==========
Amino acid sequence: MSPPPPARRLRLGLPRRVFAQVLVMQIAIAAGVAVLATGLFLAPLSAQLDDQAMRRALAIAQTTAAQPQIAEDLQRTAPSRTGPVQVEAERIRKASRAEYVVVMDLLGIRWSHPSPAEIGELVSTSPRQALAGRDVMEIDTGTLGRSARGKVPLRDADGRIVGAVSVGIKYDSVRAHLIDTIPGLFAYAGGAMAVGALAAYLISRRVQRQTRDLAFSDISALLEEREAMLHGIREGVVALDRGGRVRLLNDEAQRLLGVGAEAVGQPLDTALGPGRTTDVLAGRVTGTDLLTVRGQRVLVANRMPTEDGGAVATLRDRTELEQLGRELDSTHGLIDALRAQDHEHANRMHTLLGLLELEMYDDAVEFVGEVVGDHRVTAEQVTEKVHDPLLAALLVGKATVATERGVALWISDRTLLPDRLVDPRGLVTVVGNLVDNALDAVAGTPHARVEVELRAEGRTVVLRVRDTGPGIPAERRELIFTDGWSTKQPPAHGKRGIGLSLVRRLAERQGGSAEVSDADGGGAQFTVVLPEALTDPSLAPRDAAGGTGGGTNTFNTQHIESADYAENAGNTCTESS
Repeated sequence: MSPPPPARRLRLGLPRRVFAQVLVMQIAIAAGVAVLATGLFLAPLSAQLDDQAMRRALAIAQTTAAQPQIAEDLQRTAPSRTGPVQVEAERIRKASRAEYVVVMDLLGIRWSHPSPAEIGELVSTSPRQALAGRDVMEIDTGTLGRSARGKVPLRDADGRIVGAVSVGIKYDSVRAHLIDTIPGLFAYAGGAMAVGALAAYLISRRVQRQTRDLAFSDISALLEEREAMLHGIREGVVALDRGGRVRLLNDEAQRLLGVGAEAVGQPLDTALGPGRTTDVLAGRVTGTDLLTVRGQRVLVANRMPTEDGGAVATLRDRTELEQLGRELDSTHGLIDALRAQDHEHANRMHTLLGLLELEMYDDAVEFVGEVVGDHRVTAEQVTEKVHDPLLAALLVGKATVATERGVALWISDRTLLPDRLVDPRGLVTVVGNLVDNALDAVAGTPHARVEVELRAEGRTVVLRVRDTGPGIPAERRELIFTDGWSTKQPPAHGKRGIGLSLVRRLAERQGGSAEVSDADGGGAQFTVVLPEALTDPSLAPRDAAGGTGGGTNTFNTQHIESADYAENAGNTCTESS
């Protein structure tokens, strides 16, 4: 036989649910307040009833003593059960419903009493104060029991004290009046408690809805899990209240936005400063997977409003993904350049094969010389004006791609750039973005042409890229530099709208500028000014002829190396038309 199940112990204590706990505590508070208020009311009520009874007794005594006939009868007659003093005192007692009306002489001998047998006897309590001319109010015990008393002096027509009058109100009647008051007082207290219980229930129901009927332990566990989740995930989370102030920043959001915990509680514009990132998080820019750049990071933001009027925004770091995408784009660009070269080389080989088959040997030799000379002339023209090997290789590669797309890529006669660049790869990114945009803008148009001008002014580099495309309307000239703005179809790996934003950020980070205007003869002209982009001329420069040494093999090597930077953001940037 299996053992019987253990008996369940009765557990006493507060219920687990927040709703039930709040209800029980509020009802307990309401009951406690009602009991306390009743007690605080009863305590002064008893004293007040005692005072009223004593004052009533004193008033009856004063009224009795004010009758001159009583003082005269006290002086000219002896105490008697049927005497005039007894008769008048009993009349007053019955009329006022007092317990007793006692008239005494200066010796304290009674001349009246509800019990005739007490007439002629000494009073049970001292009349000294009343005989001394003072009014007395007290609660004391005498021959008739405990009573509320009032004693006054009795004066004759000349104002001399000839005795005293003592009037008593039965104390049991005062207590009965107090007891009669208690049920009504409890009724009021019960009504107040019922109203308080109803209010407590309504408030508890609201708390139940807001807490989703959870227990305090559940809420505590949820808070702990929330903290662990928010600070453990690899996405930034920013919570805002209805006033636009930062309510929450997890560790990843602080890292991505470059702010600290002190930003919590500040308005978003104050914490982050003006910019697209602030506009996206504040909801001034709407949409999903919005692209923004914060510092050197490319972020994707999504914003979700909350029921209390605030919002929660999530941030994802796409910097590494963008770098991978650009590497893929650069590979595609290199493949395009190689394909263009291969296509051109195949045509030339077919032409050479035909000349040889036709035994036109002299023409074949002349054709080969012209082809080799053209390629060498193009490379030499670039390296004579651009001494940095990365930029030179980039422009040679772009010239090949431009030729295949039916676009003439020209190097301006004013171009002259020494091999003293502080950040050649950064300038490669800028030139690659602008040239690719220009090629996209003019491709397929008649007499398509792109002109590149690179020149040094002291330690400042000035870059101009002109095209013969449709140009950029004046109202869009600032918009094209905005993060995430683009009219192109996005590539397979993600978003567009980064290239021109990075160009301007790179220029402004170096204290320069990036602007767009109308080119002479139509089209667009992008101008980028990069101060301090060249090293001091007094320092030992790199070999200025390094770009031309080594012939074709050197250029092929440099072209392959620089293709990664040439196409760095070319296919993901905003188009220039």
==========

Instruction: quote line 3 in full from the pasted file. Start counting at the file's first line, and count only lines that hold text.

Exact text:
């Protein structure tokens, strides 16, 4: 036989649910307040009833003593059960419903009493104060029991004290009046408690809805899990209240936005400063997977409003993904350049094969010389004006791609750039973005042409890229530099709208500028000014002829190396038309 199940112990204590706990505590508070208020009311009520009874007794005594006939009868007659003093005192007692009306002489001998047998006897309590001319109010015990008393002096027509009058109100009647008051007082207290219980229930129901009927332990566990989740995930989370102030920043959001915990509680514009990132998080820019750049990071933001009027925004770091995408784009660009070269080389080989088959040997030799000379002339023209090997290789590669797309890529006669660049790869990114945009803008148009001008002014580099495309309307000239703005179809790996934003950020980070205007003869002209982009001329420069040494093999090597930077953001940037 299996053992019987253990008996369940009765557990006493507060219920687990927040709703039930709040209800029980509020009802307990309401009951406690009602009991306390009743007690605080009863305590002064008893004293007040005692005072009223004593004052009533004193008033009856004063009224009795004010009758001159009583003082005269006290002086000219002896105490008697049927005497005039007894008769008048009993009349007053019955009329006022007092317990007793006692008239005494200066010796304290009674001349009246509800019990005739007490007439002629000494009073049970001292009349000294009343005989001394003072009014007395007290609660004391005498021959008739405990009573509320009032004693006054009795004066004759000349104002001399000839005795005293003592009037008593039965104390049991005062207590009965107090007891009669208690049920009504409890009724009021019960009504107040019922109203308080109803209010407590309504408030508890609201708390139940807001807490989703959870227990305090559940809420505590949820808070702990929330903290662990928010600070453990690899996405930034920013919570805002209805006033636009930062309510929450997890560790990843602080890292991505470059702010600290002190930003919590500040308005978003104050914490982050003006910019697209602030506009996206504040909801001034709407949409999903919005692209923004914060510092050197490319972020994707999504914003979700909350029921209390605030919002929660999530941030994802796409910097590494963008770098991978650009590497893929650069590979595609290199493949395009190689394909263009291969296509051109195949045509030339077919032409050479035909000349040889036709035994036109002299023409074949002349054709080969012209082809080799053209390629060498193009490379030499670039390296004579651009001494940095990365930029030179980039422009040679772009010239090949431009030729295949039916676009003439020209190097301006004013171009002259020494091999003293502080950040050649950064300038490669800028030139690659602008040239690719220009090629996209003019491709397929008649007499398509792109002109590149690179020149040094002291330690400042000035870059101009002109095209013969449709140009950029004046109202869009600032918009094209905005993060995430683009009219192109996005590539397979993600978003567009980064290239021109990075160009301007790179220029402004170096204290320069990036602007767009109308080119002479139509089209667009992008101008980028990069101060301090060249090293001091007094320092030992790199070999200025390094770009031309080594012939074709050197250029092929440099072209392959620089293709990664040439196409760095070319296919993901905003188009220039």